Friday, August 17, 2018

First Second: Drew Weing's Margo Maloo 2: The Monster Mall

I was happy to see Drew Weing's Margo Maloo series get a second volume with First Second; not every good book published there has seen sequels. The high concept for the book was established after the first volume: a pre-teen blogger and "kids' rights activist" named Charles moves to Echo City and soon learns that there's a monster in his ancient building. He is connected to "monster mediator" Margo Maloo, who helps him with his problem and then decides to take him on as an intern, in exchange for his willingness to share information with kids and only other kids. That set the status quo for solving monster-related problems as well as discovering the hidden monster society of Echo City.

The second volume starts to hint at the past of Margo herself, a rare South Asian protagonist in kids lit (Interestingly enough, the book credits Weing's wife and occasional collaborator Eleanor Davis with co-creating her). The reader gets to see her home, a gloomy mansion slightly reminiscent of Dr. Strange's Sanctum Sanctorum. We meet her Uncle Vikram, a beloved relative who is slipping into dementia. We see her massive case files. At the end of the book, we get a hint at how she started doing this: one or both of her parents acted as monster mediators, and she apparently took over the job when they died or disappeared. Her tough exterior covers up anxiety about keeping up the Code that separates monsters from humans. As closed off as she is, Charles is an open book: he quickly warms to the idea of the world of monsters (sometimes disobeying Margo when she tells him to stay back), is game for Margo telling him to do nearly anything, and is warm and friendly with his friend Kevin and the ogre who threatened to eat him in an misunderstanding in the first book. He's earnest and inquisitive, only wanting to empower kids.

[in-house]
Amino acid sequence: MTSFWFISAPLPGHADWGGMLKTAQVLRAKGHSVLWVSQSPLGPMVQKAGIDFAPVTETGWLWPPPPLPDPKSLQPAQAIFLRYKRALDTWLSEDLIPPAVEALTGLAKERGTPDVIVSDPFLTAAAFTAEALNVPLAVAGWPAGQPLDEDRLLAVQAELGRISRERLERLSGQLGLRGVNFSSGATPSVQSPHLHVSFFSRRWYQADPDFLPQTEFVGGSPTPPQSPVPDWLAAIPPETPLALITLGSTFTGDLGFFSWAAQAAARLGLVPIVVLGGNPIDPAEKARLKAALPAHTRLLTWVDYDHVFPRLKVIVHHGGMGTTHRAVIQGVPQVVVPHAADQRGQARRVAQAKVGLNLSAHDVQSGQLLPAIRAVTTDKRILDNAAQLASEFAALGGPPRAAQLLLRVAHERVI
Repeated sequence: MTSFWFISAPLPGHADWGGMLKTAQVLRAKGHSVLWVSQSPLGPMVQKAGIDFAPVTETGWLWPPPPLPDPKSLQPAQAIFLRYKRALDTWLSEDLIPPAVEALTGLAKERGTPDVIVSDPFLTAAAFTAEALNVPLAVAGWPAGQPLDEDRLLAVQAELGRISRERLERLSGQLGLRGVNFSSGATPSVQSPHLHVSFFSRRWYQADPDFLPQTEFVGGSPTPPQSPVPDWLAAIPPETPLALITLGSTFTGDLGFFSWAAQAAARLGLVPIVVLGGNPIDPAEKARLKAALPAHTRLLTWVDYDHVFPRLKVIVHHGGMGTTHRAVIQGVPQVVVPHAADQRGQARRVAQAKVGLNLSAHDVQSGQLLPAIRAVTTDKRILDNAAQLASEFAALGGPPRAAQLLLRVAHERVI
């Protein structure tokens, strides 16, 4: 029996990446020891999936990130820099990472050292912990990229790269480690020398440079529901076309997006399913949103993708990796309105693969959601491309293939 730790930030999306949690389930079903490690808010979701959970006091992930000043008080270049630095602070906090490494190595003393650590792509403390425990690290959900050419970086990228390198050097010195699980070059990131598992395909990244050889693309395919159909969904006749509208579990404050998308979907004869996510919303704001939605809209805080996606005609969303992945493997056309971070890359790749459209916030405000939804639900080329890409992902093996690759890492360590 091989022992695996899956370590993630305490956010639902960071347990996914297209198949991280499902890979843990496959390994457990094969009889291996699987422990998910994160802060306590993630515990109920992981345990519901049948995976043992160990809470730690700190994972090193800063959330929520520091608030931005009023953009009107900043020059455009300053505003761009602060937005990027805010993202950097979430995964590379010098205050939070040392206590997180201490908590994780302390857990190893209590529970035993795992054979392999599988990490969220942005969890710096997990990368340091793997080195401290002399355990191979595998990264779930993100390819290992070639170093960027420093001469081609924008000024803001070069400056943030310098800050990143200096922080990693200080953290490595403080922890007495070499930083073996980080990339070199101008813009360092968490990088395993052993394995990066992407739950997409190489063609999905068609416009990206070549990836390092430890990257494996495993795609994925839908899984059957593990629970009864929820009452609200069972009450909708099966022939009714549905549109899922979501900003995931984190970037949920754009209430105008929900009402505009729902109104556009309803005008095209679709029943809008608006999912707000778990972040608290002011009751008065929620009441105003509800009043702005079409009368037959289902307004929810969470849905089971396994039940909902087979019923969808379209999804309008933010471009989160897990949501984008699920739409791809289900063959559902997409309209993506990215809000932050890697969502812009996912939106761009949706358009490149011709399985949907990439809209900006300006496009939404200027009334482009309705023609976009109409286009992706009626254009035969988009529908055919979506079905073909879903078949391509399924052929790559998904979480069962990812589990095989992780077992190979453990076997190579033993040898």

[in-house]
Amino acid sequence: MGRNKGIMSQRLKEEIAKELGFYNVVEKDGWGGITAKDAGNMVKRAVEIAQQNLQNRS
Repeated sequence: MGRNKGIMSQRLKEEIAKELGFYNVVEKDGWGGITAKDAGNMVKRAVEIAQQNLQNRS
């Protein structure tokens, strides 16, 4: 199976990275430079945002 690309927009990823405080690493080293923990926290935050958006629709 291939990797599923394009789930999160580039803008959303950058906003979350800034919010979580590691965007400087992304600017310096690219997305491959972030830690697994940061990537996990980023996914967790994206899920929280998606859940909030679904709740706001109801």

The two stories in this edition involve a creature in a shiny new suburban home playing pranks on two children. This effectively served to set up a new supporting character, an imp named Fyo. This speaks to one of Weing's strengths: organically using sturdy plot devices and story tropes to slowly expand the cast of a wide-ranging series. The second story involves a group of teen vampires hiding out in an abandoned mall having to deal with a bunch of humans invading their space. In both stories, Weing introduces an amusing plot swerve (in the latter, the humans turn out to be a goth band looking to shoot a video--and the vampires themselves have a fledgling band of their own), but he also carefully lays down some storytelling pipe for the future. Weing doesn't go too far into the metaphorical aspects of the story, but they're there if you look for them regarding a group having to keep itself hidden and secret in order to maintain its safety.

The book is formatted landscape style, which suits Weing's roots in webcomics as well as his interest in classic comic strips. As I've noted before, if this was fifty years ago, Weing would be a syndicated cartoonist with a daily strip. Most of the comic was done by hand, and it shows in the spontaneity of the drawings combined with his usual skill as a draftsman. Character design in particular is his biggest strength; Charles looks like a comic book character--the big eyes, ballcap, collared short-sleeve shirt, slightly tubby shape. So does Margo: the sharply feathered hair, the billowing coat, the graceful body language and movements. Charles is all curves and Margo is all angles, and they look great interacting with each other. The use of color feels natural and basic; Weing isn't looking to overwhelm the page with color and is much more interested in the figures on his page. For a book about monsters, Weing has a way of keeping things fairly low-key while still dropping bread crumbs of more menacing events down the line.

No comments:

Post a Comment